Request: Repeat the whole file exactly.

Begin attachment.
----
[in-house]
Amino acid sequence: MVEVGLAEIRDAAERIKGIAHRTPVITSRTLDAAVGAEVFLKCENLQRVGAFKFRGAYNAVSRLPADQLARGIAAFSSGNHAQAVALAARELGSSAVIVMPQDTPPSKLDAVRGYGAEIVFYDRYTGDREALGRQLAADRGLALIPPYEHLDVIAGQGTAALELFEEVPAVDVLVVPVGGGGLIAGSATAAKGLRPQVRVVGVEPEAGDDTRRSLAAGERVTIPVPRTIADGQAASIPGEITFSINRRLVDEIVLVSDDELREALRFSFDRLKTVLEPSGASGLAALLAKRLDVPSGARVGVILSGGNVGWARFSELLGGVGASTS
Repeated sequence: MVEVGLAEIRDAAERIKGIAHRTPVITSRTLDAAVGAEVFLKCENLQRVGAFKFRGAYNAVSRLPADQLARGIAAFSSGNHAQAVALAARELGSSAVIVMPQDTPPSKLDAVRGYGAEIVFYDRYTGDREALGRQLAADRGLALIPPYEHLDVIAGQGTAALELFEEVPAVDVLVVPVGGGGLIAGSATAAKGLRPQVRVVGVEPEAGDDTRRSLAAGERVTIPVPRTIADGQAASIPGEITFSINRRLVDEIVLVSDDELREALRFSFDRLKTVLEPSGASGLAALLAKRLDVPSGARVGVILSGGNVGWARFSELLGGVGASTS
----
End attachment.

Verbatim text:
[in-house]
Amino acid sequence: MVEVGLAEIRDAAERIKGIAHRTPVITSRTLDAAVGAEVFLKCENLQRVGAFKFRGAYNAVSRLPADQLARGIAAFSSGNHAQAVALAARELGSSAVIVMPQDTPPSKLDAVRGYGAEIVFYDRYTGDREALGRQLAADRGLALIPPYEHLDVIAGQGTAALELFEEVPAVDVLVVPVGGGGLIAGSATAAKGLRPQVRVVGVEPEAGDDTRRSLAAGERVTIPVPRTIADGQAASIPGEITFSINRRLVDEIVLVSDDELREALRFSFDRLKTVLEPSGASGLAALLAKRLDVPSGARVGVILSGGNVGWARFSELLGGVGASTS
Repeated sequence: MVEVGLAEIRDAAERIKGIAHRTPVITSRTLDAAVGAEVFLKCENLQRVGAFKFRGAYNAVSRLPADQLARGIAAFSSGNHAQAVALAARELGSSAVIVMPQDTPPSKLDAVRGYGAEIVFYDRYTGDREALGRQLAADRGLALIPPYEHLDVIAGQGTAALELFEEVPAVDVLVVPVGGGGLIAGSATAAKGLRPQVRVVGVEPEAGDDTRRSLAAGERVTIPVPRTIADGQAASIPGEITFSINRRLVDEIVLVSDDELREALRFSFDRLKTVLEPSGASGLAALLAKRLDVPSGARVGVILSGGNVGWARFSELLGGVGASTS